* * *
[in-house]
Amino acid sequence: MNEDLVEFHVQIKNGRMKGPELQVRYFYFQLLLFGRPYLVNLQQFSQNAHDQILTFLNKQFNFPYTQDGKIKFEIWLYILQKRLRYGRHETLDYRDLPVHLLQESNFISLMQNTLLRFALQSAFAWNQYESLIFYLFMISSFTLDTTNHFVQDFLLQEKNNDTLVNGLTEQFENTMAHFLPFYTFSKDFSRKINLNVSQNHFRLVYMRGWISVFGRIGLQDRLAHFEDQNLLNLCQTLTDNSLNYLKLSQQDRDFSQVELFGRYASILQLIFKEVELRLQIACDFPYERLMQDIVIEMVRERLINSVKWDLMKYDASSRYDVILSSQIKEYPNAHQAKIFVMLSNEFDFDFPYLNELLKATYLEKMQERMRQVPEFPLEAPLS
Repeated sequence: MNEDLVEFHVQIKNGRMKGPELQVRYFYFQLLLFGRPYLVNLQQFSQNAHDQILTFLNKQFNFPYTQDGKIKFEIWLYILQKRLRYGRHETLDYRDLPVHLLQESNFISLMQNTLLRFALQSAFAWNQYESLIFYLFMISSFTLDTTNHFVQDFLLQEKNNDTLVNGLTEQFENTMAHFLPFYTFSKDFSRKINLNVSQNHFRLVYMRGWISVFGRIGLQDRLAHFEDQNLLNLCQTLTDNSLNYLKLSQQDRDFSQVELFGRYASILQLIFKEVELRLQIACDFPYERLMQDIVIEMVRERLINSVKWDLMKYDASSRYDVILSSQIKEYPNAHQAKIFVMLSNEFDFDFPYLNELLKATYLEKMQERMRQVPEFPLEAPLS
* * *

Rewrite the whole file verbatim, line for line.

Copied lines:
[in-house]
Amino acid sequence: MNEDLVEFHVQIKNGRMKGPELQVRYFYFQLLLFGRPYLVNLQQFSQNAHDQILTFLNKQFNFPYTQDGKIKFEIWLYILQKRLRYGRHETLDYRDLPVHLLQESNFISLMQNTLLRFALQSAFAWNQYESLIFYLFMISSFTLDTTNHFVQDFLLQEKNNDTLVNGLTEQFENTMAHFLPFYTFSKDFSRKINLNVSQNHFRLVYMRGWISVFGRIGLQDRLAHFEDQNLLNLCQTLTDNSLNYLKLSQQDRDFSQVELFGRYASILQLIFKEVELRLQIACDFPYERLMQDIVIEMVRERLINSVKWDLMKYDASSRYDVILSSQIKEYPNAHQAKIFVMLSNEFDFDFPYLNELLKATYLEKMQERMRQVPEFPLEAPLS
Repeated sequence: MNEDLVEFHVQIKNGRMKGPELQVRYFYFQLLLFGRPYLVNLQQFSQNAHDQILTFLNKQFNFPYTQDGKIKFEIWLYILQKRLRYGRHETLDYRDLPVHLLQESNFISLMQNTLLRFALQSAFAWNQYESLIFYLFMISSFTLDTTNHFVQDFLLQEKNNDTLVNGLTEQFENTMAHFLPFYTFSKDFSRKINLNVSQNHFRLVYMRGWISVFGRIGLQDRLAHFEDQNLLNLCQTLTDNSLNYLKLSQQDRDFSQVELFGRYASILQLIFKEVELRLQIACDFPYERLMQDIVIEMVRERLINSVKWDLMKYDASSRYDVILSSQIKEYPNAHQAKIFVMLSNEFDFDFPYLNELLKATYLEKMQERMRQVPEFPLEAPLS